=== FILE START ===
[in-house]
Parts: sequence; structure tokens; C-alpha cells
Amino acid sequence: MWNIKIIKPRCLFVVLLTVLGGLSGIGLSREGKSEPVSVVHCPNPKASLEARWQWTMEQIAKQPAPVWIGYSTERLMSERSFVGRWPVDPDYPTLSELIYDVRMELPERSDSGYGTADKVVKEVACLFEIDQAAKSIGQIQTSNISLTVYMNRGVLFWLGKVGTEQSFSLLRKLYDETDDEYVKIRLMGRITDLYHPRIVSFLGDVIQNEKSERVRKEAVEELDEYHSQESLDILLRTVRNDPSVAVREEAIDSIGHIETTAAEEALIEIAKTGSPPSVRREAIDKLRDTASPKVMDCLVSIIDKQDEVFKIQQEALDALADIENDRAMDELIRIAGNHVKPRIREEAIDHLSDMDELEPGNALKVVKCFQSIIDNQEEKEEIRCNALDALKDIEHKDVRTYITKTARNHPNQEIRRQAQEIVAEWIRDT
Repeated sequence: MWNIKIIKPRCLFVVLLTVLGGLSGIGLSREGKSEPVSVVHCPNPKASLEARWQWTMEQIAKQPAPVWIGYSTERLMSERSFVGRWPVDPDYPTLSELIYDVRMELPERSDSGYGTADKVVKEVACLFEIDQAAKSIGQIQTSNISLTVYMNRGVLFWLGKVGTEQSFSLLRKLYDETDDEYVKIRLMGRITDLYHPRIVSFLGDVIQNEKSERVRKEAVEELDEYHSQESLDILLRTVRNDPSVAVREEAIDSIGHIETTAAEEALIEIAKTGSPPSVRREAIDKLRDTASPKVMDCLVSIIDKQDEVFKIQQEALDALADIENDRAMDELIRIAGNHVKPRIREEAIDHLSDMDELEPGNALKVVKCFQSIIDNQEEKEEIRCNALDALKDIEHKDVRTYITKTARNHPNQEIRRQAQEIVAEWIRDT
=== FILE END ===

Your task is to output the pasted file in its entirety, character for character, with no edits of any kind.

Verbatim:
[in-house]
Parts: sequence; structure tokens; C-alpha cells
Amino acid sequence: MWNIKIIKPRCLFVVLLTVLGGLSGIGLSREGKSEPVSVVHCPNPKASLEARWQWTMEQIAKQPAPVWIGYSTERLMSERSFVGRWPVDPDYPTLSELIYDVRMELPERSDSGYGTADKVVKEVACLFEIDQAAKSIGQIQTSNISLTVYMNRGVLFWLGKVGTEQSFSLLRKLYDETDDEYVKIRLMGRITDLYHPRIVSFLGDVIQNEKSERVRKEAVEELDEYHSQESLDILLRTVRNDPSVAVREEAIDSIGHIETTAAEEALIEIAKTGSPPSVRREAIDKLRDTASPKVMDCLVSIIDKQDEVFKIQQEALDALADIENDRAMDELIRIAGNHVKPRIREEAIDHLSDMDELEPGNALKVVKCFQSIIDNQEEKEEIRCNALDALKDIEHKDVRTYITKTARNHPNQEIRRQAQEIVAEWIRDT
Repeated sequence: MWNIKIIKPRCLFVVLLTVLGGLSGIGLSREGKSEPVSVVHCPNPKASLEARWQWTMEQIAKQPAPVWIGYSTERLMSERSFVGRWPVDPDYPTLSELIYDVRMELPERSDSGYGTADKVVKEVACLFEIDQAAKSIGQIQTSNISLTVYMNRGVLFWLGKVGTEQSFSLLRKLYDETDDEYVKIRLMGRITDLYHPRIVSFLGDVIQNEKSERVRKEAVEELDEYHSQESLDILLRTVRNDPSVAVREEAIDSIGHIETTAAEEALIEIAKTGSPPSVRREAIDKLRDTASPKVMDCLVSIIDKQDEVFKIQQEALDALADIENDRAMDELIRIAGNHVKPRIREEAIDHLSDMDELEPGNALKVVKCFQSIIDNQEEKEEIRCNALDALKDIEHKDVRTYITKTARNHPNQEIRRQAQEIVAEWIRDT